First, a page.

Road to Ruin: The Transportation Fiscal Cliff
Spending on transportation has not kept up with our growing population and aging infrastructure for many years. But now, state funding is being cut in half, and this transportation fiscal cliff will only make matters worse.
California’s transportation system was once the envy of the world. In the 1950s, ‘60s and ‘70s we built highways, freeways and the West’s first postwar mass transit system.
But for too many years, we failed to make the investments needed to properly maintain it — and the Legislature frequently raided highway accounts to backfill state budget shortfalls. As a result, our aging roads and highways began to take a beating.
State and local governments maintain more than 50,000 miles of state highways and 143,000 miles of local streets and roads – more than half of which are still in desperate need of rehabilitation or repair. Even more worrisome is that Caltrans is operating at a $6 billion annual deficit to maintain and repair the state highway system. Every dollar we defer on timely maintenance requires the expenditure of $4 to $10 in major rehabilitation or reconstruction costs.
Clearly, the longer we wait to implement a sustainable transportation funding plan, the higher will be the cost.
Most important, California needs to develop a revenue stream that will cover the cost of maintaining our existing system.
Total state and local investment peaked at just under $6 billion in 2011-12. But that figure is falling to about $3 billion a year for the foreseeable future unless action is taken.
As the California Transportation Commission warned in its 2011 Statewide Transportation Needs Assessment:
“California’s transportation system is in jeopardy. Underfunding—decade after decade—has led to the decay of one of the state’s greatest assets.”
The report also found that:
- repair and maintenance needs will exceed expected funding by $295 billion through 2021.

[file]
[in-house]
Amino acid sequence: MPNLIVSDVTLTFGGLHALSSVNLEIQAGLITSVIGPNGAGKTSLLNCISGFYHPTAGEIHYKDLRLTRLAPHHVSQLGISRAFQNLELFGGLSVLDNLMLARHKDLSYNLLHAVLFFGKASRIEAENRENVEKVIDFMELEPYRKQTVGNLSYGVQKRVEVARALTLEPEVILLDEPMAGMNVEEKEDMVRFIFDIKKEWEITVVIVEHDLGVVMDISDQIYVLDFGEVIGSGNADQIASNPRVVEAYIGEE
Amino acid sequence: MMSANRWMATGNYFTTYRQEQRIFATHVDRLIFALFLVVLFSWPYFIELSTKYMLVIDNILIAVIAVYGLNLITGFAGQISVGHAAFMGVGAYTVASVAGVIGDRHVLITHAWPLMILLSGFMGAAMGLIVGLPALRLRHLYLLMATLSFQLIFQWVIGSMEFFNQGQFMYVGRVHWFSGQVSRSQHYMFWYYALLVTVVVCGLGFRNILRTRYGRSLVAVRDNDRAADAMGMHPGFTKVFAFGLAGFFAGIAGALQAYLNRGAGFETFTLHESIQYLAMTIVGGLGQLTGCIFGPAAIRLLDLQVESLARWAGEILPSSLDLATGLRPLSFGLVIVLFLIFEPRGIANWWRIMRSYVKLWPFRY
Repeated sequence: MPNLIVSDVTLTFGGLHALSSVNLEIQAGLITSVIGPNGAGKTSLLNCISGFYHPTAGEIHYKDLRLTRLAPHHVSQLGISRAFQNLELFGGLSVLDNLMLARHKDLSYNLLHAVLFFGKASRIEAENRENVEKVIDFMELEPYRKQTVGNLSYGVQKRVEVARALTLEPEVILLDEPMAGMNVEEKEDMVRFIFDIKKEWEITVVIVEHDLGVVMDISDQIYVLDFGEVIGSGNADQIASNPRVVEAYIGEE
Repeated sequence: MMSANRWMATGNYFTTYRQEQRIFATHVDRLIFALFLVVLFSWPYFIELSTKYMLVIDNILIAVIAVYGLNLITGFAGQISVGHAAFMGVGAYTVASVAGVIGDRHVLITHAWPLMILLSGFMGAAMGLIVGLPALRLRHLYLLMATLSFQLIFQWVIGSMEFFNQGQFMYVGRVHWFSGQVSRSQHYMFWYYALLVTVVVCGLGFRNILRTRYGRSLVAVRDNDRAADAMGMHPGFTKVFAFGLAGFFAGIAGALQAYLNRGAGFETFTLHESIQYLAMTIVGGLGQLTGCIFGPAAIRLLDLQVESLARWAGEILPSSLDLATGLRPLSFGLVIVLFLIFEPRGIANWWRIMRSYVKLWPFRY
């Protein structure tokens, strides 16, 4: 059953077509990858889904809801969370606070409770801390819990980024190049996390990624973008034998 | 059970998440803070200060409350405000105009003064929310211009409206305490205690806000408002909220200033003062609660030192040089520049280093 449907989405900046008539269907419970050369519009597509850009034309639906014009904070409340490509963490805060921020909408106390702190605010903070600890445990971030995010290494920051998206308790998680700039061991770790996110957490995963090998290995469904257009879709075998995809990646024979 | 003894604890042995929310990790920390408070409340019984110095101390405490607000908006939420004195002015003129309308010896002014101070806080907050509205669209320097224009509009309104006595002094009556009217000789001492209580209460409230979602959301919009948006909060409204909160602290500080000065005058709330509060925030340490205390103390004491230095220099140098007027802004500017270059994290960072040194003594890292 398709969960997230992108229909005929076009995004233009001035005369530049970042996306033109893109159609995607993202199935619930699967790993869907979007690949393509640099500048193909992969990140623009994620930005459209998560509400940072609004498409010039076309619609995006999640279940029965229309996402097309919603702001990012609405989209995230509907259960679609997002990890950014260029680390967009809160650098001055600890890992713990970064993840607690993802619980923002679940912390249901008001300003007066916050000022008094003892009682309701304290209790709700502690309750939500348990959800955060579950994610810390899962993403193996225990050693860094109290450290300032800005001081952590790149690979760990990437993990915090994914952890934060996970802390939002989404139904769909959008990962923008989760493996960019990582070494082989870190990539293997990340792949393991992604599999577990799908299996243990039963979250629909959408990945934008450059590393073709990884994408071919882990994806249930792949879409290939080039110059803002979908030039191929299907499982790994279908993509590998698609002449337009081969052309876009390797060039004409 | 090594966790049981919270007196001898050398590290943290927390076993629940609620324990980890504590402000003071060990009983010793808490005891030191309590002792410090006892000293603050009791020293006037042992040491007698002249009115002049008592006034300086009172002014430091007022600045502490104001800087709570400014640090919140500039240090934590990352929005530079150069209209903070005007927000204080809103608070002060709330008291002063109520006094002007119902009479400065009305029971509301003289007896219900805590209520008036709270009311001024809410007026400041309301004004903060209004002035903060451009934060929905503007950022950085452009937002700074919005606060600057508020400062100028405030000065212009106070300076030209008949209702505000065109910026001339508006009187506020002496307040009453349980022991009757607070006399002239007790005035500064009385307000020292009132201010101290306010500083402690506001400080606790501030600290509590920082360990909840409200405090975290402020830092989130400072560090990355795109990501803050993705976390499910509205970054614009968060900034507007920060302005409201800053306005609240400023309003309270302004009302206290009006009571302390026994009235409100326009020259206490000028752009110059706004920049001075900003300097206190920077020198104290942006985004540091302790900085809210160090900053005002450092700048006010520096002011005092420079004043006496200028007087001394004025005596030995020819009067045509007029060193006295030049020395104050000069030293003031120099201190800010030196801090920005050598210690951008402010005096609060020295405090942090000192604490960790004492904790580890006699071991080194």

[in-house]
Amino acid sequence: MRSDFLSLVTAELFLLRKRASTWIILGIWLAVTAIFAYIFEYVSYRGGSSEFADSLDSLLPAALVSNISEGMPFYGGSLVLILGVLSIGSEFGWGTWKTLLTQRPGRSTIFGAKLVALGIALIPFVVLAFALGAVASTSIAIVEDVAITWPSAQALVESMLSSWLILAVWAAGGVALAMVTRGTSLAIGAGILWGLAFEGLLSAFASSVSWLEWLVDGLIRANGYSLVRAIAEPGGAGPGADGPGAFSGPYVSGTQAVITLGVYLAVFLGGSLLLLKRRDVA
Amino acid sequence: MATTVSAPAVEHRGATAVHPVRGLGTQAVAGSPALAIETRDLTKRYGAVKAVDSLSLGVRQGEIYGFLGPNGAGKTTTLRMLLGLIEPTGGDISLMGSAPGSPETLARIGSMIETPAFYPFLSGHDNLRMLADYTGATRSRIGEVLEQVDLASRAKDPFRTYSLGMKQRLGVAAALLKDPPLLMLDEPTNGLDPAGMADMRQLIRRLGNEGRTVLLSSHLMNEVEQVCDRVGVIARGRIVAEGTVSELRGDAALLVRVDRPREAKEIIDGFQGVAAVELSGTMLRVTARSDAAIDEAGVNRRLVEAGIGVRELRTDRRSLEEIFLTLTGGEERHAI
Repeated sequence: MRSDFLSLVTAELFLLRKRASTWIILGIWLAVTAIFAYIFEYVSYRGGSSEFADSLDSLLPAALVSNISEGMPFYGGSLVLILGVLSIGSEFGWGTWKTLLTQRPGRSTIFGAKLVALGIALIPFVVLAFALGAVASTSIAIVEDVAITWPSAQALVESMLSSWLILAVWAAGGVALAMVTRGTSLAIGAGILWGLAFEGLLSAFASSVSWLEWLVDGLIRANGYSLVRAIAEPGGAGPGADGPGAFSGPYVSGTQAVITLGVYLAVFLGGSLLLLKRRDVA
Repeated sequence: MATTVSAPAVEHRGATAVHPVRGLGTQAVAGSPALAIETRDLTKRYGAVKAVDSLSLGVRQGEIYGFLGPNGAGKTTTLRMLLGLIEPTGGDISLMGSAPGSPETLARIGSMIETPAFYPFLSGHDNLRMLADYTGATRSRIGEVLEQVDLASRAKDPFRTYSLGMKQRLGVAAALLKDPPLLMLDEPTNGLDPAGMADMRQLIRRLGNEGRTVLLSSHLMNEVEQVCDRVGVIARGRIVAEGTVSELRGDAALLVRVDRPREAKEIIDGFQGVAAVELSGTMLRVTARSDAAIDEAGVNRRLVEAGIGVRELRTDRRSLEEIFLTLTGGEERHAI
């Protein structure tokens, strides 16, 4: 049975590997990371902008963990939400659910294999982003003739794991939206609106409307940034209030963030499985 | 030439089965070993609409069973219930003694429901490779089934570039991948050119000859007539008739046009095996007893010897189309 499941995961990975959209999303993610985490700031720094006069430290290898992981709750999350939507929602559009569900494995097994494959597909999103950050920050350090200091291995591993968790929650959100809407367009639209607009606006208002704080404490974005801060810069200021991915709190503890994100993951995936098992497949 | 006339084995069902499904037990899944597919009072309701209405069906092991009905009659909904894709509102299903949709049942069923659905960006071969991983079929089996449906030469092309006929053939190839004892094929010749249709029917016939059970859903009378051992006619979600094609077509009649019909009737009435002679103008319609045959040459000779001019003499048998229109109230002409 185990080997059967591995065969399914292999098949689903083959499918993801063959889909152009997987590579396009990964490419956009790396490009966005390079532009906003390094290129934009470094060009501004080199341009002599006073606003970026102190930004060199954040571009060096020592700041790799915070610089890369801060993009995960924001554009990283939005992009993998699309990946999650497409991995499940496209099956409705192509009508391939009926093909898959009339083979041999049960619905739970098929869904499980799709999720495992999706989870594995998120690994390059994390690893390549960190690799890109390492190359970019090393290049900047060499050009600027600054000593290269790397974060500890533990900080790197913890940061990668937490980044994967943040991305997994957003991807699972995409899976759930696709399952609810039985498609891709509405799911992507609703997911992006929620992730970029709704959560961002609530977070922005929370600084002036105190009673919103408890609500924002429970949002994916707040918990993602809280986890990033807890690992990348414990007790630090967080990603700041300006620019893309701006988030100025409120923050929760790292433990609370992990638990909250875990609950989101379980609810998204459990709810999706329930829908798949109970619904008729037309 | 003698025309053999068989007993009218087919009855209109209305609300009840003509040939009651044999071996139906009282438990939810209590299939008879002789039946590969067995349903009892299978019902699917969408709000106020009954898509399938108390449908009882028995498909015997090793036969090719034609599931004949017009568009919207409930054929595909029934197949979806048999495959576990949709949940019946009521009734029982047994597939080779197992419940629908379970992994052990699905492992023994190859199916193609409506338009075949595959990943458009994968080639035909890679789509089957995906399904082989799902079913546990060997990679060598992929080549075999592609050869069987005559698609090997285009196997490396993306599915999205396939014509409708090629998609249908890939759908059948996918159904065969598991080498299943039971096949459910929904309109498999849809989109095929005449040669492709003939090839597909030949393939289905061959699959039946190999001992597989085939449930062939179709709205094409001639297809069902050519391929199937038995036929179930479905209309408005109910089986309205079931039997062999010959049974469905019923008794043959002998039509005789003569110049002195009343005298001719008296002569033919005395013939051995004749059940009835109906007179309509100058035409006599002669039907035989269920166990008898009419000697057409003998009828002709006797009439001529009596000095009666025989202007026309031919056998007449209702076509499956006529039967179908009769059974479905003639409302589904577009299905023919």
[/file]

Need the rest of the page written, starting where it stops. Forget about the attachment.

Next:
- 58 percent of state roads need rehabilitation and/or pavement maintenance.
- 20 percent of state bridges require major maintenance or preventative work.
- and 6 percent of the state’s bridges need to be replaced.
At the local level, 55 percent of roads need to be repaired or replaced. And the problems will only get worse. The Transportation Commission projects that the percentage of roads in failed condition is expected to climb from 6.6 percent to 25 percent by 2020, and that 38 percent of local bridges will be structurally deficient by then.
The continued neglect of the state’s infrastructure is a threat to our economy as well, warns the advocacy group Transportation California:
“California deserves a 21st Century integrated transportation system. Our ability to attract (and retain) world-class companies to California is becoming increasingly dependent on our ability to deliver a modern transportation system which can efficiently move goods and service around and through our state.”
The transportation community is continuing to develop possible solutions to the Transportation Fiscal Cliff. Check back in the months to come to see updates.
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